Call us crazy, but we’ve gotta say that maybe—and this is just a thought—the UM College of Humanities and Sciences shouldn’t downsize its tech support department. Never is a cut like that especially ideal, but there could not be a worse time. It’s not like there is a worldwide pandemic that already forced the entire University to switch to remote instruction or anything.
We understand the tightened budget, and the shift to one, centralized IT department could make sense. That is, if it had been made just a few months earlier, before the back to-school rush. Or if it weren’t at the start of a new semester, again, during a pandemic.
The College of Humanities and Sciences has not completely abandoned its students. If you are in desperate need of tech support, you can call the IT Central Helpdesk and hope to be the lucky 400-something caller on its waitlist! Your learning and tech needs are important, and will be taken care of immediately—in 2 to 3 months. Good thing that laptop isn’t super pertinent to your education, right?
In all seriousness, the decision to cut GrizTech is not only unfair to the students who have been working all summer, managing more than 200 pages for the University’s website, but to less tech-savvy students and (in most cases) even less tech-savvy professors. Making the adjustment to remote learning is difficult enough without being stripped of help from a University where students are paying too much tuition and teachers are getting paid too little to teach.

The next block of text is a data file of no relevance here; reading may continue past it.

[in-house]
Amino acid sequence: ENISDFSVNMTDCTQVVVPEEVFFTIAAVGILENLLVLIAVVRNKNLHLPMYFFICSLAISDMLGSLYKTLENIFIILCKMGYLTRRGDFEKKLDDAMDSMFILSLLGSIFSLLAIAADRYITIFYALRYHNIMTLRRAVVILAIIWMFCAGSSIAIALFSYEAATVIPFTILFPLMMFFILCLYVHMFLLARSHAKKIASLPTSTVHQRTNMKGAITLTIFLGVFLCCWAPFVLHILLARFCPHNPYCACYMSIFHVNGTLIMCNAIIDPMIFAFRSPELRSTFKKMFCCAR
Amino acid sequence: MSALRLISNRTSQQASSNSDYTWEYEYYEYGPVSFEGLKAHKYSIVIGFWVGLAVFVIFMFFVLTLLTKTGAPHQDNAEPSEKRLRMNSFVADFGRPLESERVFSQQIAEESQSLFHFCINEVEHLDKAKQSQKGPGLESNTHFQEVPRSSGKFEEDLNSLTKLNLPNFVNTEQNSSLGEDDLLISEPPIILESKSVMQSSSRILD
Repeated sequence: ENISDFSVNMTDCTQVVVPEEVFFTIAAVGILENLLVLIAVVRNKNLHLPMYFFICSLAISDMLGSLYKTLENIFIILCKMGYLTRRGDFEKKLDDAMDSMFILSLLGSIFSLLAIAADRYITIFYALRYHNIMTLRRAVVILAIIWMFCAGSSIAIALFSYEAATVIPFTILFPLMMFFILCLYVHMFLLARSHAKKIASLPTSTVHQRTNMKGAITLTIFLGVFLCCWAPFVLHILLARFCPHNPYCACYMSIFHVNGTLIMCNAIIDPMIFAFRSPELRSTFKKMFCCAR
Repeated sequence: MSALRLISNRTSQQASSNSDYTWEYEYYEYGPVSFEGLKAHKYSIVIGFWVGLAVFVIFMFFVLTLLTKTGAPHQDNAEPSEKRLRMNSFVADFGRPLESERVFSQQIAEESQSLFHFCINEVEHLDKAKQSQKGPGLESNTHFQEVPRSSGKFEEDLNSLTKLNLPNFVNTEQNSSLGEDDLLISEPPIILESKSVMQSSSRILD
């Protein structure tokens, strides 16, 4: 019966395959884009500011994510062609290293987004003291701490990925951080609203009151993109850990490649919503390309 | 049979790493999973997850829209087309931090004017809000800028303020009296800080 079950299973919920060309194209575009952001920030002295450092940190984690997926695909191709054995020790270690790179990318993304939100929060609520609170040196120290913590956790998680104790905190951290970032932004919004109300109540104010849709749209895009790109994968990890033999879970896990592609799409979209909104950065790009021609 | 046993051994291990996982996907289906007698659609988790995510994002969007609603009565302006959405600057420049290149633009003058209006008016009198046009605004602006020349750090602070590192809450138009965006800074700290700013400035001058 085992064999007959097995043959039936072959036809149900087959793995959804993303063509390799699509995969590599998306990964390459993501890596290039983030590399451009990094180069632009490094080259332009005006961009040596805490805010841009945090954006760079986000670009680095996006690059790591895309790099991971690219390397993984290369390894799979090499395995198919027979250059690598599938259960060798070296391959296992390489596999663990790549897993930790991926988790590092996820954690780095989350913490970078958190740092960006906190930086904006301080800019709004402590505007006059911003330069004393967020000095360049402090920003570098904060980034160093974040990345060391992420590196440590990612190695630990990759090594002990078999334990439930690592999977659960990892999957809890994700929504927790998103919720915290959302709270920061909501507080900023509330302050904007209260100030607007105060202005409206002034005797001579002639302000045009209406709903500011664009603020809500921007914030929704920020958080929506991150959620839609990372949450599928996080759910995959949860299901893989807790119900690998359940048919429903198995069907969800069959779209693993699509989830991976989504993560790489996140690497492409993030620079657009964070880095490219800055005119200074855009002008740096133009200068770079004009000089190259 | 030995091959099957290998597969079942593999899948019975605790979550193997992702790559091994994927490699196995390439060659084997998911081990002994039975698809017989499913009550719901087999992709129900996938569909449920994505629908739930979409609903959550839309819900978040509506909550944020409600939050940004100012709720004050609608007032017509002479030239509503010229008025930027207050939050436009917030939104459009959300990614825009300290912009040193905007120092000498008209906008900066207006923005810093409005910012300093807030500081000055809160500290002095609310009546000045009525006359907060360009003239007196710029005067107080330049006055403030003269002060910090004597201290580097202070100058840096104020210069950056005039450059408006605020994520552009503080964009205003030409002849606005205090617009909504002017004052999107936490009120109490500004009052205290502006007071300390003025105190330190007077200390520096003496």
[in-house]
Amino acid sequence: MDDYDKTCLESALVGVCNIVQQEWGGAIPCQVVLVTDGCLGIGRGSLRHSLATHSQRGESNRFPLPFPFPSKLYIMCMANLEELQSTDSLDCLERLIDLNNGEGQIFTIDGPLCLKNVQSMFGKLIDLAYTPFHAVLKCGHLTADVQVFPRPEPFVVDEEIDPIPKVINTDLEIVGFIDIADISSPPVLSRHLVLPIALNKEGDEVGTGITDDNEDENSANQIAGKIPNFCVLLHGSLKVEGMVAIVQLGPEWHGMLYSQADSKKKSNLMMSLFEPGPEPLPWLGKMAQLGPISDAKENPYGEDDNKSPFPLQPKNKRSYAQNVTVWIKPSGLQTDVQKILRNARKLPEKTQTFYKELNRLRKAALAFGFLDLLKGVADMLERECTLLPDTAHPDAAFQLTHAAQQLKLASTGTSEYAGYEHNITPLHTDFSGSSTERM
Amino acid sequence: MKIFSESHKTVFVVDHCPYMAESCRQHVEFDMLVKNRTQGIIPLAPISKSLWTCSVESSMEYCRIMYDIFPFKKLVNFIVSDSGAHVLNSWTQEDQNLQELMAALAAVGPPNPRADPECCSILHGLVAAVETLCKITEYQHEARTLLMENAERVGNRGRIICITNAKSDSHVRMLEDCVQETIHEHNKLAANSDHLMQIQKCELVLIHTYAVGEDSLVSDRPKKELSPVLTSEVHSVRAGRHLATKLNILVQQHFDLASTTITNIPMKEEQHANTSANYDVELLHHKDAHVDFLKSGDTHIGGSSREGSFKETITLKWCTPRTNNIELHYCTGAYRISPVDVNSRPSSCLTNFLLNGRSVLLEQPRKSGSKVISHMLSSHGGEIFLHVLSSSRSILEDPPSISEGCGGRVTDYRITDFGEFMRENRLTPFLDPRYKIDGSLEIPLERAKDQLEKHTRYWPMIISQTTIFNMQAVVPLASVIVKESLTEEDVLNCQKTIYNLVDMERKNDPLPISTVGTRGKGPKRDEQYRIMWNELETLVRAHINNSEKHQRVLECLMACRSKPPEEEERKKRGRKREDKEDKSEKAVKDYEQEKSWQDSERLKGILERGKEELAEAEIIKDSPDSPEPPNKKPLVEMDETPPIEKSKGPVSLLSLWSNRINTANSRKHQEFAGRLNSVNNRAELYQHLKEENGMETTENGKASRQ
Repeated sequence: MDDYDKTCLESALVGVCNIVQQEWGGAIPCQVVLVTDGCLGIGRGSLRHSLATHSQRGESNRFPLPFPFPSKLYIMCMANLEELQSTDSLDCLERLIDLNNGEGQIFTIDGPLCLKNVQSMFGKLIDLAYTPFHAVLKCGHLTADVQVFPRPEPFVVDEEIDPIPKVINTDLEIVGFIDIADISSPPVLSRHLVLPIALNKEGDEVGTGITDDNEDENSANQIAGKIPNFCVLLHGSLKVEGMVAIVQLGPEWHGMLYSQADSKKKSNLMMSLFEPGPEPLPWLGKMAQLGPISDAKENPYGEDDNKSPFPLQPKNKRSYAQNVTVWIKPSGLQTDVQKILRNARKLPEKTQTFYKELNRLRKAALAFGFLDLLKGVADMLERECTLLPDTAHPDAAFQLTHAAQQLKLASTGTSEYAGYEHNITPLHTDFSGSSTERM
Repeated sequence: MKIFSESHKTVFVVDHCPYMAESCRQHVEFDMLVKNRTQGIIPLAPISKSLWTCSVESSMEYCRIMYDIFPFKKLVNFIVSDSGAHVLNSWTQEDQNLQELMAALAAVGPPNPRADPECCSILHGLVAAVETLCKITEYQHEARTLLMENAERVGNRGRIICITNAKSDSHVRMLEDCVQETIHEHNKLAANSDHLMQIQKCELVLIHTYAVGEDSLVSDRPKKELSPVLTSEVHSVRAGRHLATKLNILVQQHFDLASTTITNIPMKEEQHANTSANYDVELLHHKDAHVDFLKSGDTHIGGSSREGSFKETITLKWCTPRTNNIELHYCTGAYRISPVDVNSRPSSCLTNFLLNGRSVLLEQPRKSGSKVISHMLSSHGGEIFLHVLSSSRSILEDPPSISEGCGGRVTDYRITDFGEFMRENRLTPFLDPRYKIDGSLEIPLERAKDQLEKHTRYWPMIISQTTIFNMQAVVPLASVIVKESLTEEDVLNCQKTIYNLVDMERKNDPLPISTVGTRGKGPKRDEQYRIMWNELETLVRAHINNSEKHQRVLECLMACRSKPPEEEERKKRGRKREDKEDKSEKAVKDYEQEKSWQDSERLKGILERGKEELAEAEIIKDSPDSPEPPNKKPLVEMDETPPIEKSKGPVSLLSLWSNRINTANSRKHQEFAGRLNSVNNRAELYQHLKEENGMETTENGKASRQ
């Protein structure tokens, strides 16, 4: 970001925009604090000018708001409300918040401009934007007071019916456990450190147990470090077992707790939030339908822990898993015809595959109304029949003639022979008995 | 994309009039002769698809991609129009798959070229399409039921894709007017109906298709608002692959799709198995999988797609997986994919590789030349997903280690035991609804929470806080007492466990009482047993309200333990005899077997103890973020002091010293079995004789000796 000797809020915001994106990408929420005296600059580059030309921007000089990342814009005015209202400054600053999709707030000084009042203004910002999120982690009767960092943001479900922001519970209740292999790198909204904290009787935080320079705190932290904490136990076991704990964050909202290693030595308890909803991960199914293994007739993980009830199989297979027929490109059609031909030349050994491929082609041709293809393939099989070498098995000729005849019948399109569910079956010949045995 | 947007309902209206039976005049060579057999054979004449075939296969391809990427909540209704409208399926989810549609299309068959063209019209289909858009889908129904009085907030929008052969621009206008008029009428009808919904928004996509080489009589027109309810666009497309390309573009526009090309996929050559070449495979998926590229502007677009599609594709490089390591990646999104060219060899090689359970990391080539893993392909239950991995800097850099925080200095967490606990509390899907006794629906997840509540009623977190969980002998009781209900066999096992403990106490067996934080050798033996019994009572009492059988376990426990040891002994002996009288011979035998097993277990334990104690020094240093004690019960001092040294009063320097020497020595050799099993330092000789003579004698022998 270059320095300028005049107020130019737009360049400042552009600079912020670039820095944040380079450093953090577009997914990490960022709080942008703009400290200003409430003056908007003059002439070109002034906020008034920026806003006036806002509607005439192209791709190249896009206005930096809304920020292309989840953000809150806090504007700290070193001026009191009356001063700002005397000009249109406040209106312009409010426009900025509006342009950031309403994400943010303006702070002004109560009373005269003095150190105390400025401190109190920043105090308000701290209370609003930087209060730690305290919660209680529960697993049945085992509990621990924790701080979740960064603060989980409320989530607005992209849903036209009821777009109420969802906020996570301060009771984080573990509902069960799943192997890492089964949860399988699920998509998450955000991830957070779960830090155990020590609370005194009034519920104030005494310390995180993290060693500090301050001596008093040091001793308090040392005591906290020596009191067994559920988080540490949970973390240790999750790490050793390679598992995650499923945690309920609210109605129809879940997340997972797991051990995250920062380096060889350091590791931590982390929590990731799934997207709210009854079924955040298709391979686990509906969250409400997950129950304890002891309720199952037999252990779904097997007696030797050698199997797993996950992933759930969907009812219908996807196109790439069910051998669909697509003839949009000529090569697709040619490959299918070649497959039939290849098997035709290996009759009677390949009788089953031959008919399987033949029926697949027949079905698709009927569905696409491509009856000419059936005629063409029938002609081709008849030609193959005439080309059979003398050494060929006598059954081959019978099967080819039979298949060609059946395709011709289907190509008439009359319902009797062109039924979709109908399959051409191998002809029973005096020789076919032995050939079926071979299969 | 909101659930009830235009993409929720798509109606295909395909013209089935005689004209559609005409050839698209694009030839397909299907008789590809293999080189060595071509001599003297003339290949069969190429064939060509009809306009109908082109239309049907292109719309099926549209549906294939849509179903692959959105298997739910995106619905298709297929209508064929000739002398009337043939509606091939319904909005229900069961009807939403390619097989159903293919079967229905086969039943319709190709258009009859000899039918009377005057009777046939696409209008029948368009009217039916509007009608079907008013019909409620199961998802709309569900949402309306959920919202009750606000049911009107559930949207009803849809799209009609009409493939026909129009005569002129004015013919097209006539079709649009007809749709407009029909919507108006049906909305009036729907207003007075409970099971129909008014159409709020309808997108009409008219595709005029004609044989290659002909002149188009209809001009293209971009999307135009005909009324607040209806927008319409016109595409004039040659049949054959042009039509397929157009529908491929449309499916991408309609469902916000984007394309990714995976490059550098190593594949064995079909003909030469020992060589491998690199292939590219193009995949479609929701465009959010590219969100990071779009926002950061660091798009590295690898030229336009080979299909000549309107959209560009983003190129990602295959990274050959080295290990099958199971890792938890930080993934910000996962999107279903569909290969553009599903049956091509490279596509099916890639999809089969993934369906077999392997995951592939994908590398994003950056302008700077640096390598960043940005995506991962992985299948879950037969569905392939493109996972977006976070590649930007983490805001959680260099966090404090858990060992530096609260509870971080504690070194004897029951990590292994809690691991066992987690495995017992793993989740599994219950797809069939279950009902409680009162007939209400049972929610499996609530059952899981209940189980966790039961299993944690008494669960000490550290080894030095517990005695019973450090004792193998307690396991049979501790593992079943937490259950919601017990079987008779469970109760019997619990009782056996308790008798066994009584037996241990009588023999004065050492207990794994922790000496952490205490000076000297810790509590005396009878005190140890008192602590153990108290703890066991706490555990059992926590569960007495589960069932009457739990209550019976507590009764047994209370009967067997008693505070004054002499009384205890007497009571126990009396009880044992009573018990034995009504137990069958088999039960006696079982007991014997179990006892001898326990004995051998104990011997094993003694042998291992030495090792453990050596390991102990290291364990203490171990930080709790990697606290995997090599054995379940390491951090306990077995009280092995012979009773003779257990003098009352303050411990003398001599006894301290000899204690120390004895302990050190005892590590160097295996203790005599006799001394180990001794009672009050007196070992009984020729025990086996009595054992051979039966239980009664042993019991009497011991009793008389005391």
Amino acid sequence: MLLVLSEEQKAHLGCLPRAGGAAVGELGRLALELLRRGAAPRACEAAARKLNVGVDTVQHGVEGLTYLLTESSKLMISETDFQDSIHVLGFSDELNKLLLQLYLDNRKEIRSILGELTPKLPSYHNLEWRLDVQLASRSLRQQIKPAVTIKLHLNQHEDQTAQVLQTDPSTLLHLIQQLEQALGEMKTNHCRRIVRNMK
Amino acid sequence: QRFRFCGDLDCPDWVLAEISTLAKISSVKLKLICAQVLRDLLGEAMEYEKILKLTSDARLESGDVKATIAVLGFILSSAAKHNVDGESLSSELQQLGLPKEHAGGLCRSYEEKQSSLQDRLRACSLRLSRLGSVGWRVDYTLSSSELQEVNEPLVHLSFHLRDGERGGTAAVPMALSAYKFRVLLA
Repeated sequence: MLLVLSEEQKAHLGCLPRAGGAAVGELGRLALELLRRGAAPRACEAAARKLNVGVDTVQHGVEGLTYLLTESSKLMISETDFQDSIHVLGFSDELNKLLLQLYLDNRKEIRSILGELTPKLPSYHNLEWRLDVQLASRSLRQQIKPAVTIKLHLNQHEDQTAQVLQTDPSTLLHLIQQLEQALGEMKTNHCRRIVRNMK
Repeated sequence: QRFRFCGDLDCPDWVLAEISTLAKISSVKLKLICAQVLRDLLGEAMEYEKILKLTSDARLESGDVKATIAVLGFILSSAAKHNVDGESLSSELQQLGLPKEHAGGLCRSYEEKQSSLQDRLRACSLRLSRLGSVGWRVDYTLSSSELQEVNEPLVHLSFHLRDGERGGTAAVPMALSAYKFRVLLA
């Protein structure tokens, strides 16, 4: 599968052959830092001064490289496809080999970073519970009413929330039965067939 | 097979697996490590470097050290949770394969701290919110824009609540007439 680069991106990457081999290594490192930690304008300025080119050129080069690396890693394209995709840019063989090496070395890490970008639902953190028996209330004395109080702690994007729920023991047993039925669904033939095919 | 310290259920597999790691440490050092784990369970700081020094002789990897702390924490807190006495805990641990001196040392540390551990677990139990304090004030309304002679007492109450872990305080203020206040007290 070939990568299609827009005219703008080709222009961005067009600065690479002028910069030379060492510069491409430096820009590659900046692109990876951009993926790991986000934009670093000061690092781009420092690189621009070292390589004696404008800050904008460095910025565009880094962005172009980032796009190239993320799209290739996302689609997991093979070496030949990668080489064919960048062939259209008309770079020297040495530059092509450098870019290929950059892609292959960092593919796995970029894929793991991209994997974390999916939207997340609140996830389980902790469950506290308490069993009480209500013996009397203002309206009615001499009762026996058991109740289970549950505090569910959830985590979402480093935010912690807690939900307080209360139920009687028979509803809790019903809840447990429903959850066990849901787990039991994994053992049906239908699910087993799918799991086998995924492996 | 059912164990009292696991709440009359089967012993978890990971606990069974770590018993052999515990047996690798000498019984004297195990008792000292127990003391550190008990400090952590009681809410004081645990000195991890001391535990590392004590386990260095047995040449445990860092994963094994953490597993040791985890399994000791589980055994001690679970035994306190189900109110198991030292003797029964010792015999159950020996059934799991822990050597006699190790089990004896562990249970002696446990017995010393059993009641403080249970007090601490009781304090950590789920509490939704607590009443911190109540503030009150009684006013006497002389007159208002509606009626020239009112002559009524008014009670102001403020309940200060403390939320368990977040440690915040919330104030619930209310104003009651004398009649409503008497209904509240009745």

In this issue, we cover GrizTech’s closure and the employees — both students and full-time staff members — who lost their jobs the first day of fall semester. The cuts are ostensibly a way for the University to save money after revenue losses of pandemic proportions. Hmm, but what about those squat racks at our new Fitness and Recreation Center?